Screw strength - Woodworking Talk - Woodworkers Forum

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post #1 of 11 Old 11-28-2016, 09:47 AM Thread Starter
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Screw strength

Firstly forgive me for a multitude of sins and faux pas. I'm new to woodworking, speak in metric and new to the forum. I'm looking for some preventative advice over catastrophic consolation.

I'm making a custom cabinet for my garage out of 18mm ply. I figured it would be easier to make 3 smaller cabinets and fix them together given my limited experience and tools. So I have three vertically stacked boxes, each 6' wide by 1.5' high (give or take). I made my boxes by guessing and screwing the top and bottom panels to the side panels. This means I have "vertical" screws through top panel into the edge of the side panel (I was trying to keep the side panels free of screw holes). I intend to gel and screw the 3 boxes together bottom-to-top-bottom-to-top.

Assuming I put a French Cleat at the top, this suggests I'm dangling the entire weight of the thing on the 8 screws I put in holding the "lid" to the sides. This feels like a "bad thing".

I figured I could also add a cleat to the wall below the cabinet to add support form the bottom too, but would welcome any advice on how to hand the thing as well as whether these 6 3.5mm x 30mm screws will hold.
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post #2 of 11 Old 11-28-2016, 09:59 AM
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If you glue the french cleat to the cabinet and use 8- 3" drywall screws into studs you could load the cabinet down with bricks and it would stay there. If the cabinet is only 6' long actually 4 screws would be enough. Not long ago I built a wall cabinet 8' long and 54" tall. I installed it with 4 screws at the top and 2 at the bottom.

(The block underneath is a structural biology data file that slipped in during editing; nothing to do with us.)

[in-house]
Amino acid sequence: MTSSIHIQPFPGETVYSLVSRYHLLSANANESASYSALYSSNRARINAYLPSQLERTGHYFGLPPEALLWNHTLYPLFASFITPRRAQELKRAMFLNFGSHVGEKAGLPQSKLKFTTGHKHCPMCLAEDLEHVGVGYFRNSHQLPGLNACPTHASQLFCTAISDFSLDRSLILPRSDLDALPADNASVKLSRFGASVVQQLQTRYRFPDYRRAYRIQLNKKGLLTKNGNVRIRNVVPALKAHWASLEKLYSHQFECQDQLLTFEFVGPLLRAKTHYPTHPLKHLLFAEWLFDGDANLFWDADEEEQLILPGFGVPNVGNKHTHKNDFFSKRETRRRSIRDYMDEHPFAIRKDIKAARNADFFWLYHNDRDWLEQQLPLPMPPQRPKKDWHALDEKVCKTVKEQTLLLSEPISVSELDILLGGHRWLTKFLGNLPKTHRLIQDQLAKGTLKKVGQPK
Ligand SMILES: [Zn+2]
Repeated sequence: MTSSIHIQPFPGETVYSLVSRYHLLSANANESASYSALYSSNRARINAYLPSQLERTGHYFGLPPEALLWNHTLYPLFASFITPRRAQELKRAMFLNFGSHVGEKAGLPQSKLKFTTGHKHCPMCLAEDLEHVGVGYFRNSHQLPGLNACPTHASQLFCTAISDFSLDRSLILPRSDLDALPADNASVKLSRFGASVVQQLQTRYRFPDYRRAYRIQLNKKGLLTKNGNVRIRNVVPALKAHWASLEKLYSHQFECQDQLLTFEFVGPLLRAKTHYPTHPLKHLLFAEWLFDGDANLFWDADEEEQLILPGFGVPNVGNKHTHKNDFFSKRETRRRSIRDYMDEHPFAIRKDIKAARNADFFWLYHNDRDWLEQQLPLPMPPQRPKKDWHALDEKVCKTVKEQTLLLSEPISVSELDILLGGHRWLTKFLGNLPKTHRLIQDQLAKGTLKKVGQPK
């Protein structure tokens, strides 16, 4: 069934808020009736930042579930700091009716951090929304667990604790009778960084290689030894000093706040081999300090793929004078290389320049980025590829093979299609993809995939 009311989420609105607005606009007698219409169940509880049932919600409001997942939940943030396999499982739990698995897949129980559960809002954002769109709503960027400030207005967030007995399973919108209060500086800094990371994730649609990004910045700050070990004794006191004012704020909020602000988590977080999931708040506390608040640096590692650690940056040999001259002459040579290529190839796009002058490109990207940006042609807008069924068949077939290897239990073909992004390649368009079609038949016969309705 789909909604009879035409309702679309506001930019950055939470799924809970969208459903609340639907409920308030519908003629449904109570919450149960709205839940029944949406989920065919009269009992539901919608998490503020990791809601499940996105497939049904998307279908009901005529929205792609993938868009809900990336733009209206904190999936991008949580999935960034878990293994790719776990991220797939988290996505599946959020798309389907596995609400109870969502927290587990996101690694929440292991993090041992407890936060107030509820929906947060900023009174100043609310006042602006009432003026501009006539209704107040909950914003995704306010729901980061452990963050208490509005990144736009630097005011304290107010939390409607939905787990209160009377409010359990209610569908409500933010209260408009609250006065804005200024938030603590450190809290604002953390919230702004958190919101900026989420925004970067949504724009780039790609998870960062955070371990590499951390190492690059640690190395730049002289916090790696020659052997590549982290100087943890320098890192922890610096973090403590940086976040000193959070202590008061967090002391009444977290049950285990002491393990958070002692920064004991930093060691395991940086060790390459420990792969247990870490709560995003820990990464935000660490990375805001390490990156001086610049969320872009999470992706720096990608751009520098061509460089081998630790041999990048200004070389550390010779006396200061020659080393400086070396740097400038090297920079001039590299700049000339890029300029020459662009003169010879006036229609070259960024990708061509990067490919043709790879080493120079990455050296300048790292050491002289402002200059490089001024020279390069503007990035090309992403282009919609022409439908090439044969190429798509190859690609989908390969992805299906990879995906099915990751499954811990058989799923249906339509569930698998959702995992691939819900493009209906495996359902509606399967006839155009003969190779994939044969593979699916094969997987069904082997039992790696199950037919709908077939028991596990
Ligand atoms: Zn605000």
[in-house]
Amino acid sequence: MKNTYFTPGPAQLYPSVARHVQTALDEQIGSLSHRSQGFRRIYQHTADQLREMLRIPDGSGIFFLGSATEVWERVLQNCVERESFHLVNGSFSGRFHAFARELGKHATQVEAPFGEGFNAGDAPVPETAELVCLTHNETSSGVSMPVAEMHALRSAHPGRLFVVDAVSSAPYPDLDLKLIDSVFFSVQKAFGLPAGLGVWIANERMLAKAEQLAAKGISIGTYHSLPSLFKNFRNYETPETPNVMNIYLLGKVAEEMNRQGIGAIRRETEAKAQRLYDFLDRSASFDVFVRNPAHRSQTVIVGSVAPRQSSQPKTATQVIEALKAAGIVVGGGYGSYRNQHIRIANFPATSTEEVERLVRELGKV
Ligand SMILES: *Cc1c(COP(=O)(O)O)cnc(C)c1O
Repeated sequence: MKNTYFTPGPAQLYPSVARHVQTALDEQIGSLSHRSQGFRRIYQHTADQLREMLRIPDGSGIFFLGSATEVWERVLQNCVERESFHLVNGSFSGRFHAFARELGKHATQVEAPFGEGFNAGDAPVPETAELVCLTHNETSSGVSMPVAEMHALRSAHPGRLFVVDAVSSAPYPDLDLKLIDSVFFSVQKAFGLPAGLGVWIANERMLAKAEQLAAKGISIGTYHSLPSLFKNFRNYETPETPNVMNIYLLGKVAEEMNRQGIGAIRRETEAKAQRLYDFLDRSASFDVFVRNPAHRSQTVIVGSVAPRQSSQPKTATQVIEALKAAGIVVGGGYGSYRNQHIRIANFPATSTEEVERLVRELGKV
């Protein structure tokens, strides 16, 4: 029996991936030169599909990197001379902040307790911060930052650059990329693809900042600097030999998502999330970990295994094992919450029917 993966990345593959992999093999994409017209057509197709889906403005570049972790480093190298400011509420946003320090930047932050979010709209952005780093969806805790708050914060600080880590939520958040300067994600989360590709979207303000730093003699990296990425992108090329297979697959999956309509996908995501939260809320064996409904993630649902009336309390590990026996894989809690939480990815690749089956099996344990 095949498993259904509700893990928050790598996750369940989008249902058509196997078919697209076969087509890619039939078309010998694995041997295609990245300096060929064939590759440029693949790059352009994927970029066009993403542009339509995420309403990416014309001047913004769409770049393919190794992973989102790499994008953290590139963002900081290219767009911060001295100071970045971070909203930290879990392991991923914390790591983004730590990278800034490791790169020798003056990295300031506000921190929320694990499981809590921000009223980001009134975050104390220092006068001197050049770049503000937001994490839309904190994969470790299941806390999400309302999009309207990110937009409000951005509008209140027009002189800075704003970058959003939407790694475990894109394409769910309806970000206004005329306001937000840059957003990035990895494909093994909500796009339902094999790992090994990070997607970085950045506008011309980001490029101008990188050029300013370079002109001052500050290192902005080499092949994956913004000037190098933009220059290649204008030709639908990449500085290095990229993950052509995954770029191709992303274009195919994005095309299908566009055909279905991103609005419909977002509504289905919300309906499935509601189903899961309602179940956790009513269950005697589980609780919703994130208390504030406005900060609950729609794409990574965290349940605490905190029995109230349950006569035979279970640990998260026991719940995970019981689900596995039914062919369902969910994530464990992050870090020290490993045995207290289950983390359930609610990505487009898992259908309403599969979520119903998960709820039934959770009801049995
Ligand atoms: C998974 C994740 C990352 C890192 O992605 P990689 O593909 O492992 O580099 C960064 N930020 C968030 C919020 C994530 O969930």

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post #3 of 11 Old 11-28-2016, 10:52 AM
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screws nin end grain...

Screwing into end grain from either a top or a side panel is risky because the plys can separate and the screws loose their grip. However, if you but a cleat below the stack of three cabinets/boxes you can reduce the load hanging from the French cleat. I disagree with Steve, because they are 3 separate units. If they were all one, backed with one sheet of ply, then yes, it will support it.
The cleat underneath will support most of the weigh, so use long screws into the studs.

The answer to your question will only be as detailed and specific as the question is detailed and specfic. Good questions also include a sketch or a photo
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post #4 of 11 Old 11-28-2016, 01:52 PM
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Working single handed, it is easier for me to put a batten on the wall and get it level. Then just a matter of lifting cabinets into place and securing.
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post #5 of 11 Old 11-28-2016, 03:50 PM